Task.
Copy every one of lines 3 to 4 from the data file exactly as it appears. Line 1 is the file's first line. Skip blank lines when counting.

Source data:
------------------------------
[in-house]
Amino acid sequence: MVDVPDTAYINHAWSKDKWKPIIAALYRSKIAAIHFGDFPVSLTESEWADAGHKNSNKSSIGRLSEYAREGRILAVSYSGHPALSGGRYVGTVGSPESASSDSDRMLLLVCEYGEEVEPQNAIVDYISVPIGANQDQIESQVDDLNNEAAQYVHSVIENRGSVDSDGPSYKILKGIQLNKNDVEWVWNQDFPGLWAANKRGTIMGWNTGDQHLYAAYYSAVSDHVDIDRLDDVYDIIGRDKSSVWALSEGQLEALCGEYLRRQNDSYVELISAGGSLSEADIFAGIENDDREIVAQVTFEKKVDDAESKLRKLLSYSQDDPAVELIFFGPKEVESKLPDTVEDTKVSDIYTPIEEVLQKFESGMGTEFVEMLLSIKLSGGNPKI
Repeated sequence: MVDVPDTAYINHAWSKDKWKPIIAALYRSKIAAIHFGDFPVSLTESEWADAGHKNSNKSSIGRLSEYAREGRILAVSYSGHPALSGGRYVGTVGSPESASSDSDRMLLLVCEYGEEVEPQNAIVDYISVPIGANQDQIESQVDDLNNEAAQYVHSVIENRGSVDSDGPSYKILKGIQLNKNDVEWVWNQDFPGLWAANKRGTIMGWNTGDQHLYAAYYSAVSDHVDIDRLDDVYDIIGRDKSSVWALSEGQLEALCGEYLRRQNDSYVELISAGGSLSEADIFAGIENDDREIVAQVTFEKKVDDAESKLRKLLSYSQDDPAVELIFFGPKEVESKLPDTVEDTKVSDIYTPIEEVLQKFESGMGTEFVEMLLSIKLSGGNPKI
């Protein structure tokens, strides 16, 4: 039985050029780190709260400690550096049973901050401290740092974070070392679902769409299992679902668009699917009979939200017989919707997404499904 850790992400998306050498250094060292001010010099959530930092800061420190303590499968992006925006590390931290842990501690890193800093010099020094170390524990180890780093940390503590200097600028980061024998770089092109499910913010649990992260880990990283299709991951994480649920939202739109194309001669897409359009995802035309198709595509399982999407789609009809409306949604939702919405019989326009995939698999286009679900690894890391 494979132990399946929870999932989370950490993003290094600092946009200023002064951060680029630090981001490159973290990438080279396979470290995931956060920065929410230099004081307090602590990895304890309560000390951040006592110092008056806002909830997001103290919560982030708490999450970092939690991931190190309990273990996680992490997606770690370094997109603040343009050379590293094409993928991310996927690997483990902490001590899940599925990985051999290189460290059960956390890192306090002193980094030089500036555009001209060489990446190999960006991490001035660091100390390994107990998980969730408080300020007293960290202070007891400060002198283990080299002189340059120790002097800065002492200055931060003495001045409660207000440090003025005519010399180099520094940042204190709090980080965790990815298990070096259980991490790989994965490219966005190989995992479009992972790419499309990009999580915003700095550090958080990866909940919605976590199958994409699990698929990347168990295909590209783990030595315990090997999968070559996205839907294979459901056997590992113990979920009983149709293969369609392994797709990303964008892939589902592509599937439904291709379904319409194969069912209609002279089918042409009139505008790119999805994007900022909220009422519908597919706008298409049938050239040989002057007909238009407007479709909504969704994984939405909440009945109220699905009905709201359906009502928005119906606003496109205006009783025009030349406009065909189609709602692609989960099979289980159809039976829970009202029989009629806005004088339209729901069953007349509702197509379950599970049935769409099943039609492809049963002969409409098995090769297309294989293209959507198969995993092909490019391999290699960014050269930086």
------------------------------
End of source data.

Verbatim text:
Repeated sequence: MVDVPDTAYINHAWSKDKWKPIIAALYRSKIAAIHFGDFPVSLTESEWADAGHKNSNKSSIGRLSEYAREGRILAVSYSGHPALSGGRYVGTVGSPESASSDSDRMLLLVCEYGEEVEPQNAIVDYISVPIGANQDQIESQVDDLNNEAAQYVHSVIENRGSVDSDGPSYKILKGIQLNKNDVEWVWNQDFPGLWAANKRGTIMGWNTGDQHLYAAYYSAVSDHVDIDRLDDVYDIIGRDKSSVWALSEGQLEALCGEYLRRQNDSYVELISAGGSLSEADIFAGIENDDREIVAQVTFEKKVDDAESKLRKLLSYSQDDPAVELIFFGPKEVESKLPDTVEDTKVSDIYTPIEEVLQKFESGMGTEFVEMLLSIKLSGGNPKI
């Protein structure tokens, strides 16, 4: 039985050029780190709260400690550096049973901050401290740092974070070392679902769409299992679902668009699917009979939200017989919707997404499904 850790992400998306050498250094060292001010010099959530930092800061420190303590499968992006925006590390931290842990501690890193800093010099020094170390524990180890780093940390503590200097600028980061024998770089092109499910913010649990992260880990990283299709991951994480649920939202739109194309001669897409359009995802035309198709595509399982999407789609009809409306949604939702919405019989326009995939698999286009679900690894890391 494979132990399946929870999932989370950490993003290094600092946009200023002064951060680029630090981001490159973290990438080279396979470290995931956060920065929410230099004081307090602590990895304890309560000390951040006592110092008056806002909830997001103290919560982030708490999450970092939690991931190190309990273990996680992490997606770690370094997109603040343009050379590293094409993928991310996927690997483990902490001590899940599925990985051999290189460290059960956390890192306090002193980094030089500036555009001209060489990446190999960006991490001035660091100390390994107990998980969730408080300020007293960290202070007891400060002198283990080299002189340059120790002097800065002492200055931060003495001045409660207000440090003025005519010399180099520094940042204190709090980080965790990815298990070096259980991490790989994965490219966005190989995992479009992972790419499309990009999580915003700095550090958080990866909940919605976590199958994409699990698929990347168990295909590209783990030595315990090997999968070559996205839907294979459901056997590992113990979920009983149709293969369609392994797709990303964008892939589902592509599937439904291709379904319409194969069912209609002279089918042409009139505008790119999805994007900022909220009422519908597919706008298409049938050239040989002057007909238009407007479709909504969704994984939405909440009945109220699905009905709201359906009502928005119906606003496109205006009783025009030349406009065909189609709602692609989960099979289980159809039976829970009202029989009629806005004088339209729901069953007349509702197509379950599970049935769409099943039609492809049963002969409409098995090769297309294989293209959507198969995993092909490019391999290699960014050269930086």